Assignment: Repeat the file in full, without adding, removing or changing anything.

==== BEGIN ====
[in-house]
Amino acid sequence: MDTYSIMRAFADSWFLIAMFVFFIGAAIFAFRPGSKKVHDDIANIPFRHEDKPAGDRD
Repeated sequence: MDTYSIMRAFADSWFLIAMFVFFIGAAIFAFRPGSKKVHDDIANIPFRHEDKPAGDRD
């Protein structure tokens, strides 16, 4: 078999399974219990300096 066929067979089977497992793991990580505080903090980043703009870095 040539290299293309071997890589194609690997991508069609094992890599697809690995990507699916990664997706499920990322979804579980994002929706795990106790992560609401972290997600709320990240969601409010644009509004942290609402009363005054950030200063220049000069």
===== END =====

[in-house]
Amino acid sequence: MDTYSIMRAFADSWFLIAMFVFFIGAAIFAFRPGSKKVHDDIANIPFRHEDKPAGDRD
Repeated sequence: MDTYSIMRAFADSWFLIAMFVFFIGAAIFAFRPGSKKVHDDIANIPFRHEDKPAGDRD
């Protein structure tokens, strides 16, 4: 078999399974219990300096 066929067979089977497992793991990580505080903090980043703009870095 040539290299293309071997890589194609690997991508069609094992890599697809690995990507699916990664997706499920990322979804579980994002929706795990106790992560609401972290997600709320990240969601409010644009509004942290609402009363005054950030200063220049000069």